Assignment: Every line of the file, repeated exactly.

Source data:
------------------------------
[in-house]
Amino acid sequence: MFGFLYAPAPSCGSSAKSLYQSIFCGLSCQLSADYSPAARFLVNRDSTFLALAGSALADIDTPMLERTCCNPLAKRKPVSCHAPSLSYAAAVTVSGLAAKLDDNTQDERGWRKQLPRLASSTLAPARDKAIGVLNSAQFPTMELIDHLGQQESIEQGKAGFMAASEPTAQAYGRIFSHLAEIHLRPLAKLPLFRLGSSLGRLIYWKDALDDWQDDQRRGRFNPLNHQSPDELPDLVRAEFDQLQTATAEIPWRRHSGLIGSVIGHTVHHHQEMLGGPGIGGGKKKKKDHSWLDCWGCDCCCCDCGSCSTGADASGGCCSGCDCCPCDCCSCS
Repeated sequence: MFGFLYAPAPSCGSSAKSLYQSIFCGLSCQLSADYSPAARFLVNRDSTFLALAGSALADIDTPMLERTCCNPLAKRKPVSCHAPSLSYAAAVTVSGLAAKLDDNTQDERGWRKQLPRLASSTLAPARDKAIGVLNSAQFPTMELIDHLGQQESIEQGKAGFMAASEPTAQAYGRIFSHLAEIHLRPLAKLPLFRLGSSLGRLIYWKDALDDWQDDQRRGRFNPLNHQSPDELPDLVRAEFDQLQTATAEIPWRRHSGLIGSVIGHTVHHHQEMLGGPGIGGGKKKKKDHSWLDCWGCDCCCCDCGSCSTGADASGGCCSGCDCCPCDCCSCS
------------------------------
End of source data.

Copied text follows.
[in-house]
Amino acid sequence: MFGFLYAPAPSCGSSAKSLYQSIFCGLSCQLSADYSPAARFLVNRDSTFLALAGSALADIDTPMLERTCCNPLAKRKPVSCHAPSLSYAAAVTVSGLAAKLDDNTQDERGWRKQLPRLASSTLAPARDKAIGVLNSAQFPTMELIDHLGQQESIEQGKAGFMAASEPTAQAYGRIFSHLAEIHLRPLAKLPLFRLGSSLGRLIYWKDALDDWQDDQRRGRFNPLNHQSPDELPDLVRAEFDQLQTATAEIPWRRHSGLIGSVIGHTVHHHQEMLGGPGIGGGKKKKKDHSWLDCWGCDCCCCDCGSCSTGADASGGCCSGCDCCPCDCCSCS
Repeated sequence: MFGFLYAPAPSCGSSAKSLYQSIFCGLSCQLSADYSPAARFLVNRDSTFLALAGSALADIDTPMLERTCCNPLAKRKPVSCHAPSLSYAAAVTVSGLAAKLDDNTQDERGWRKQLPRLASSTLAPARDKAIGVLNSAQFPTMELIDHLGQQESIEQGKAGFMAASEPTAQAYGRIFSHLAEIHLRPLAKLPLFRLGSSLGRLIYWKDALDDWQDDQRRGRFNPLNHQSPDELPDLVRAEFDQLQTATAEIPWRRHSGLIGSVIGHTVHHHQEMLGGPGIGGGKKKKKDHSWLDCWGCDCCCCDCGSCSTGADASGGCCSGCDCCPCDCCSCS